If you’re reeling from a cold spring and from snowstorms that seem never ending, we offer up snow of a different kind. If you’ve had your fill of the cold, wet, freezing flakes that have been falling from the sky, we invite you to stock up on the fragrant, beautiful snowstorms of ornamental flowering crabapples
These superb crabapples offer a snowstorm of spring blooms that delight the senses and support pollinators. Flowering crabapples are proven favorites of bees, according to research supported by the Horticultural Research Institute. They’re a great choice for landscapes with restricted growing spaces, performing well in parking strips, large containers and in challenging urban growing conditions. Fruits of late summer persist into the winter months and provide food for birds and other wildlife.
A very uniform and symmetrical crown makes Snowdrift Crabapple one of the most formal looking crabs. Snow-white flowers cloak its branches in spring before giving way to green, glossy foliage. Orange fruits of 3/8” diameter persist into the winter months. Resistance to Scab, Cedar-Apple Rust and Mildew are good to excellent, while Fireblight resistance is fair.
Golden Raindrops® Crabapple
Elegant and unique among the flowering crabapples, this late-season bloomer is a springtime showstopper. Masses of delicate, long-lasting, fragrant, star-like white flowers smother its strong and slender branches late in the crabapple bloom sequence timeline. Blooms are followed by deeply lobed, disease-resistant, deep green foliage that turns golden-yellow in autumn, often with red and orange highlights.
Clusters of tiny golden yellow fruits attract birds and persist into winter, when they sparkle like golden raindrops along its bare branches. Over the years, we’ve observed it to be one of the most popular crabapple fruit sources for foraging birds. Zone 3 hardiness recommends it for cold climates.
Zumi Calocarpa Crabapple
Malus x zumi ‘Calocarpa’
A top performer for more than a century, this 1905 introduction from Japan is considered by many crabapple experts to be a standard for comparison among white flowered crabapples. Blooming is profuse even on very young trees.
Known to some as Redbud Crabapple, its bright white flowers emerge from plump red buds in spring, giving way to clean green foliage throughout the summer months. Persistent red fruits cause it to stand out in the landscape throughout the fall and into winter. Excellent resistance to scab, cedar-apple rust and fireblight make it widely adaptable and a dependable performer in many climates.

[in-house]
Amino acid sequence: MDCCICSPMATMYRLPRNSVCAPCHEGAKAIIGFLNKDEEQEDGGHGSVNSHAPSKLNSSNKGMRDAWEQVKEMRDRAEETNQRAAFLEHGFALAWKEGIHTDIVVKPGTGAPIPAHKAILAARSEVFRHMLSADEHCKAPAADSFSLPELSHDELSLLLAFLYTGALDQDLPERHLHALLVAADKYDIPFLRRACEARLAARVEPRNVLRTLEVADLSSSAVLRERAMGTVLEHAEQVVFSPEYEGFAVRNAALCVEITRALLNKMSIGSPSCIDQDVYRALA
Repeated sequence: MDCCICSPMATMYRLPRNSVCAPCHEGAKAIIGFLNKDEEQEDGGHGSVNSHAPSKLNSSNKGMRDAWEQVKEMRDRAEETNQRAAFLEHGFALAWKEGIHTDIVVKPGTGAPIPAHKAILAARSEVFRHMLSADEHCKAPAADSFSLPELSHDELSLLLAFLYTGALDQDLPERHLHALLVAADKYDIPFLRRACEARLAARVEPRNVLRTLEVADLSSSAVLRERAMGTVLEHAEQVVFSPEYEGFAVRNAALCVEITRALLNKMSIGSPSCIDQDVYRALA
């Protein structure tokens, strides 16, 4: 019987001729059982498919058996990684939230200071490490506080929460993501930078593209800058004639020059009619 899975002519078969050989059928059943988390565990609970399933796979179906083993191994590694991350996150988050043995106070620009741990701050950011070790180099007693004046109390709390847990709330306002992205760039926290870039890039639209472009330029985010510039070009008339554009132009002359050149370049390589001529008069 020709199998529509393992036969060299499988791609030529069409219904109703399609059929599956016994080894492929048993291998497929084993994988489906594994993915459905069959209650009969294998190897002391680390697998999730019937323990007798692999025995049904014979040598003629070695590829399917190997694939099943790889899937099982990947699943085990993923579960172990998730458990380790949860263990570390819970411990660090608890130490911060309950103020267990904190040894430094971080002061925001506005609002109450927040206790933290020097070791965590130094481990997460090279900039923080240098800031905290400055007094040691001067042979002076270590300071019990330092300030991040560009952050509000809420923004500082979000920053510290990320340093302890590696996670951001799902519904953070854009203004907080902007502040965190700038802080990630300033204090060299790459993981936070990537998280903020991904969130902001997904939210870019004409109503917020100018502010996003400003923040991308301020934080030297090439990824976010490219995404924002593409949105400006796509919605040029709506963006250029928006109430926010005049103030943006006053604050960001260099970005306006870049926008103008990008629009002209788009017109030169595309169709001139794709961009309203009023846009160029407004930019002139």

Sparkling Sprite® Crabapple
Malus ‘JFS-KW207’ PP 27954
Pink buds of Sparkling Sprite® Crabapple open to fragrant, pink-tinged white flowers that smother its densely branched, rounded head. Genetically destined to be a topiary tree, it attains a perfectly symmetrical, rounded head with little to no pruning.
Perfectly suited for patio, terrace or container culture, the summer foliage of this petite top-grafted tree is especially clean, bright green and disease resistant. The show goes on well into winter, when an abundant crop of tiny persistent fruits turns from golden yellow to orange and attract birds to the garden.
Sargent Tina Crabapple
Malus sargentii ‘Tina’
Perhaps the most petite of all crabapples, it is also among the latest to flower. Bright red buds open to single white blooms that are followed by small, green, exceptionally clean and disease resistant leaves. An autumn bonus is a hearty crop of bright red, 1/4-inch fruits that persist well into the winter months. Grown as a top graft, its small stature and a rounded, dense head plays well in landscapes where space is at a premium.
Red Jewel™ Crabapple
Sparkling red fruits are among the brightest, most profuse and most persistent of any crab. In mild winter areas, they last until spring when these hardworking trees burst into bloom with masses of bright white flowers. Blooms are followed by bright green spring foliage which darkens in summer to a rich green. This cultivar is upright growing and somewhat pyramidal in shape, earning it a place on our UtiliTrees™ list.